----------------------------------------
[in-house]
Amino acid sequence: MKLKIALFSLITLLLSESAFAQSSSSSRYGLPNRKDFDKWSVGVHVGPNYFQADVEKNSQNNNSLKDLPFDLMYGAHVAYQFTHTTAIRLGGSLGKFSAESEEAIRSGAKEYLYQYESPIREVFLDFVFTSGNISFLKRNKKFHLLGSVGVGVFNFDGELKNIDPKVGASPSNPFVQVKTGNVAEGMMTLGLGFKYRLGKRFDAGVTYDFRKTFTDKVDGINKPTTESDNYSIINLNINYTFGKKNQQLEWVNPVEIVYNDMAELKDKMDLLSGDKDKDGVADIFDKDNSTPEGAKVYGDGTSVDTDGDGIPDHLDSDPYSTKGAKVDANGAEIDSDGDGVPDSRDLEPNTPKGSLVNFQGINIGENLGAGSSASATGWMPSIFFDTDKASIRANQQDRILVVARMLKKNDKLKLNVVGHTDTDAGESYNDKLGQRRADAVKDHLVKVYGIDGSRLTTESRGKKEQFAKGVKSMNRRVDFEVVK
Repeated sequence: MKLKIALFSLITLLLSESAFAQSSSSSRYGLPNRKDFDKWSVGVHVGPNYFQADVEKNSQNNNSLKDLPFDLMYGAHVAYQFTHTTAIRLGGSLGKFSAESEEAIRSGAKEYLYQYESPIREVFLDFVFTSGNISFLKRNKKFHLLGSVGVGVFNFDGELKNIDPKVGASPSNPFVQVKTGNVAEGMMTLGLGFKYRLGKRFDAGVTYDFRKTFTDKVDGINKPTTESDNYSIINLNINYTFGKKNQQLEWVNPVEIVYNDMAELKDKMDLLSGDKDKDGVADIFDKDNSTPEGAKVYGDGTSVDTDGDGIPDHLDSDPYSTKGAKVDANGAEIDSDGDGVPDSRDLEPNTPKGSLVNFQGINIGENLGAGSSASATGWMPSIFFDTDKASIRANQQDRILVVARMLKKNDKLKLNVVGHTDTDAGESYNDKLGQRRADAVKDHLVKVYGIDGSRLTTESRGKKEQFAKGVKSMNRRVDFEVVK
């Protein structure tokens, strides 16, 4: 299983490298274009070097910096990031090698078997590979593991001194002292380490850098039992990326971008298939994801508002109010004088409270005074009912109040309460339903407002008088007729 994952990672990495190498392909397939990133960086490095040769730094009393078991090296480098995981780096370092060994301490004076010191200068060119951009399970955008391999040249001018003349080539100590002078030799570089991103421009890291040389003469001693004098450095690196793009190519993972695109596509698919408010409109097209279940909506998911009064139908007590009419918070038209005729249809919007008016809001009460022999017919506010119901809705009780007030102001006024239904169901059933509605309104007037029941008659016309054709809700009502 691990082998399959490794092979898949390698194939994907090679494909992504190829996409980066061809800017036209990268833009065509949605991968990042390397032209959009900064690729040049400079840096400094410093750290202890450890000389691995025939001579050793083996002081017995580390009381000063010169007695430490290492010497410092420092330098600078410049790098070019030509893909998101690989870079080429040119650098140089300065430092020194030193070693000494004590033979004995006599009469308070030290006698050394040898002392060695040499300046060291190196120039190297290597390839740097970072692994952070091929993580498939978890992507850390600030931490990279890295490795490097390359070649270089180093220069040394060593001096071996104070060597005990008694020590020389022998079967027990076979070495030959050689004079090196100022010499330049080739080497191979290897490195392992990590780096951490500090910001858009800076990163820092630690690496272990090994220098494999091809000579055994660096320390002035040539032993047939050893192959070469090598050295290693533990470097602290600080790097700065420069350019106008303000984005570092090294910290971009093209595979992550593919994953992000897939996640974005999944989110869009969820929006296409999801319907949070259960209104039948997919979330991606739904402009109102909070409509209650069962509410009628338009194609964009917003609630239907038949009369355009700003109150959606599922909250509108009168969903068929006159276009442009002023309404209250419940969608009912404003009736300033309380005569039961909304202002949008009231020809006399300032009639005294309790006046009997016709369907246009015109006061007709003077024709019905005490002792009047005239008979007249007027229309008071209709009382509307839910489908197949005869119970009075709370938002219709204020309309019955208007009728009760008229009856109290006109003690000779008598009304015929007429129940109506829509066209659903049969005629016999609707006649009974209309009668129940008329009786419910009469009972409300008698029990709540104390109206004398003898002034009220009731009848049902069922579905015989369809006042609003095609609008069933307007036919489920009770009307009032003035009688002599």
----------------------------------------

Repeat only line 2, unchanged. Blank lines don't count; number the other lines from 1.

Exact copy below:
Amino acid sequence: MKLKIALFSLITLLLSESAFAQSSSSSRYGLPNRKDFDKWSVGVHVGPNYFQADVEKNSQNNNSLKDLPFDLMYGAHVAYQFTHTTAIRLGGSLGKFSAESEEAIRSGAKEYLYQYESPIREVFLDFVFTSGNISFLKRNKKFHLLGSVGVGVFNFDGELKNIDPKVGASPSNPFVQVKTGNVAEGMMTLGLGFKYRLGKRFDAGVTYDFRKTFTDKVDGINKPTTESDNYSIINLNINYTFGKKNQQLEWVNPVEIVYNDMAELKDKMDLLSGDKDKDGVADIFDKDNSTPEGAKVYGDGTSVDTDGDGIPDHLDSDPYSTKGAKVDANGAEIDSDGDGVPDSRDLEPNTPKGSLVNFQGINIGENLGAGSSASATGWMPSIFFDTDKASIRANQQDRILVVARMLKKNDKLKLNVVGHTDTDAGESYNDKLGQRRADAVKDHLVKVYGIDGSRLTTESRGKKEQFAKGVKSMNRRVDFEVVK